Sri Lankan probe into civilian killings has few results after 18 months of work
Thu March 27, 2008 08:43 EDT .
RAVI NESSMAN - Associated Press Writer - COLOMBO, Sri Lanka - (AP) Nearly 18 months after Sri Lanka - launched an independent investigation into a wave of civilian killings during its renewed civil war, not a single case has been resolved and some human rights groups and lawyers fear no one will ever be held accountable. Foreign Secretary Palitha Kohona said the government was working to allay witness' fears with a protection bill currently in Sri Lanka - 's parliament. The commission also recently allowed some witnesses to testify by video link from abroad, he said.
``The government established this commission, so it's in its own interest to see that this commission succeeds,'' he said.
President Mahinda Rajapaksa created the commission in November 2006 after months of renewed fighting between government forces and ethnic Tamil minority separatists to look into 16 well-known human rights cases, many involving civilian deaths.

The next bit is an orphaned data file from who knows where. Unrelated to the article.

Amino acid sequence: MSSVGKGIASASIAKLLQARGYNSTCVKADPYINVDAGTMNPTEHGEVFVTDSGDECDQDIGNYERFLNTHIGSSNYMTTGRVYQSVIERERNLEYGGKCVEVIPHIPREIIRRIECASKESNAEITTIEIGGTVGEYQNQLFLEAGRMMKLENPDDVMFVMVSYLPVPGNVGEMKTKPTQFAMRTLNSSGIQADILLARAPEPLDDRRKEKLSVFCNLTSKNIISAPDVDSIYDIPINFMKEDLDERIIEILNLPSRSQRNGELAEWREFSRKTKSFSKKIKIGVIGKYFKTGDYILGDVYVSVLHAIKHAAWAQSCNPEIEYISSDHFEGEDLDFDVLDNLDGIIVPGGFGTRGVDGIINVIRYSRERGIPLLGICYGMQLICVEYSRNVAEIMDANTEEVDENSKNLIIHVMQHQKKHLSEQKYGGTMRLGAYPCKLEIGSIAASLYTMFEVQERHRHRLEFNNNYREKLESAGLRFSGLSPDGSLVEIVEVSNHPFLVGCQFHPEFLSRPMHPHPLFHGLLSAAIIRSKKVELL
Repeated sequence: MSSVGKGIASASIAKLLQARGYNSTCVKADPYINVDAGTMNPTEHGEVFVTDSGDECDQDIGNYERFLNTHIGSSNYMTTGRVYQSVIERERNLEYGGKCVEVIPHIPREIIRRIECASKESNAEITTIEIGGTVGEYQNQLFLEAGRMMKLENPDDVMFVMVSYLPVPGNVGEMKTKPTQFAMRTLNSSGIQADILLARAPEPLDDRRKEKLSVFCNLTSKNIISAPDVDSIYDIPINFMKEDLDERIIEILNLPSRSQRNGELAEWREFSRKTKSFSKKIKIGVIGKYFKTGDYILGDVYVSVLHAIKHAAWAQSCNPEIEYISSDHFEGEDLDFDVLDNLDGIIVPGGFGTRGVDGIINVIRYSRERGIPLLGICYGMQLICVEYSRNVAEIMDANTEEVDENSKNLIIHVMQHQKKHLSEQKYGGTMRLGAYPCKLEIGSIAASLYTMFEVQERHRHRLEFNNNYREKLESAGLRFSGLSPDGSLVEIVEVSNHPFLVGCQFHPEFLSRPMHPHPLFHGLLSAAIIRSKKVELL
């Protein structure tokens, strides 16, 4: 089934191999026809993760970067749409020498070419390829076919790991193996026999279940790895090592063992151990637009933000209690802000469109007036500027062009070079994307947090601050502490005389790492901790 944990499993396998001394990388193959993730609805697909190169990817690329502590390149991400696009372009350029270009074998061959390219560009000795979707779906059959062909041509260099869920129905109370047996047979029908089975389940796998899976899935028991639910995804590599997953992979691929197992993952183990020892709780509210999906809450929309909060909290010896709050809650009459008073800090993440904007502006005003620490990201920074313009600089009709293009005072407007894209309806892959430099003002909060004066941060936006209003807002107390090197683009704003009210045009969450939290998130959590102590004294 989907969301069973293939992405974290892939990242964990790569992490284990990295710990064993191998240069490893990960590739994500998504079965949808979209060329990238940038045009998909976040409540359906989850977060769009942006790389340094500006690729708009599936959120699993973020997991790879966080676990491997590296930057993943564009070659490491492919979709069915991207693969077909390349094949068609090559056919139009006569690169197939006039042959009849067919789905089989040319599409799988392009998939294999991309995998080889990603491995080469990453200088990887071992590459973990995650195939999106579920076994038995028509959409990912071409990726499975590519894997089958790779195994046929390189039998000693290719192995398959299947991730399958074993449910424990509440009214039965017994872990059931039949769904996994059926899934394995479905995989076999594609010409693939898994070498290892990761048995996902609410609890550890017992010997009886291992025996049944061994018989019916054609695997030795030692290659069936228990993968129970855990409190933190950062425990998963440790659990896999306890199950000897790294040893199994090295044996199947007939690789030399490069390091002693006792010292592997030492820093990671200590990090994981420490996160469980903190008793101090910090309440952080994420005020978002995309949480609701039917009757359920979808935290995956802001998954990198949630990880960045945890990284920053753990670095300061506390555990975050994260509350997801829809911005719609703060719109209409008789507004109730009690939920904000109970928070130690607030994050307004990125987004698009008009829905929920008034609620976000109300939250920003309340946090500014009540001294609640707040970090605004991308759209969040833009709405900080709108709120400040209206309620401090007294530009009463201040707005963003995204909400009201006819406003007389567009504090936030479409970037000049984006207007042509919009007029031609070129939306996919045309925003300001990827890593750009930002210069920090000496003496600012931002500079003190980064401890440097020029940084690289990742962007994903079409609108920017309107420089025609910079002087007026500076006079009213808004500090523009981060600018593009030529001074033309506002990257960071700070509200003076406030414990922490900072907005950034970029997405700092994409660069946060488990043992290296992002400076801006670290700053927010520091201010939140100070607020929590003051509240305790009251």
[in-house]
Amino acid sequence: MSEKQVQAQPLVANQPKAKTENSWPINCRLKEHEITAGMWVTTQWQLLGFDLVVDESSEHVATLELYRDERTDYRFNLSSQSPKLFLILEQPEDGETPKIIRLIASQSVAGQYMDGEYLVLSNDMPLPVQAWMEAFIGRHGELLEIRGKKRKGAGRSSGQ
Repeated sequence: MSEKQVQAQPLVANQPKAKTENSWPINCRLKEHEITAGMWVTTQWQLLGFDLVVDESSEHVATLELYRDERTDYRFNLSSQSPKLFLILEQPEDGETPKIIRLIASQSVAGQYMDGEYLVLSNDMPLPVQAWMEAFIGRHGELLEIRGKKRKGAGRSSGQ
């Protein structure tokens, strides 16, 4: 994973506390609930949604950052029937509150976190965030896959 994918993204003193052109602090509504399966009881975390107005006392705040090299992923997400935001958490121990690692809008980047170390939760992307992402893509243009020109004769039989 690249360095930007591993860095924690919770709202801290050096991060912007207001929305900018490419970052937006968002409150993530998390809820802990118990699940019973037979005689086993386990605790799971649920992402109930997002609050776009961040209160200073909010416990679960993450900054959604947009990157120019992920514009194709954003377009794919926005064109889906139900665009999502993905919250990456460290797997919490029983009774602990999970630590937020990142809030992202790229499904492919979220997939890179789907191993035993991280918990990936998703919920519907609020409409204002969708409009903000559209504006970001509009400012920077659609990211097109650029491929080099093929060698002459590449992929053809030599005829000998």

Rajapaksa also appointed an International Independent Group of Eminent Persons, 11 foreign experts, to advise the commission and give it international credibility.
Little progress has been made in any of the cases over the past 1 1/2 years, however.
Earlier this month the international advisory panel announced it was resigning in frustration, accusing the government of lacking the political will to investigate the incidents and saying the probe fell far short of international standards.
The commission was not properly funded or staffed and was marred by conflicts of interests, the panel said in a statement. It said the hearings were poorly organized and security officials refused to cooperate.
Ratnavale, the lawyer representing the slain aid workers, said that the security forces have taken advantage of key witnesses' reluctance to testify by producing meaningless witnesses to waste time and further bog down the investigation. He said no one may ever be held accountable.
``These are all diversionary tactics by the government to cover up,'' he said.
Commission Chairman Nissanka Udalagama said that it took time to establish the infrastructure for the investigation and that he does not believe the delays have damaged its credibility.
``The people who understand the time-consuming legal process won't comment like that,'' he said. ``An inquiry takes a long time.''
With hard work and full government support, the investigation could be brought up to international standards and reach a credible conclusion, said Darusman, the member of the departing international panel.
``So far, according to us, they've fallen short of that,'' he said.Discuss this story
Published: Thu Mar 27 10:15:05 EDT 2008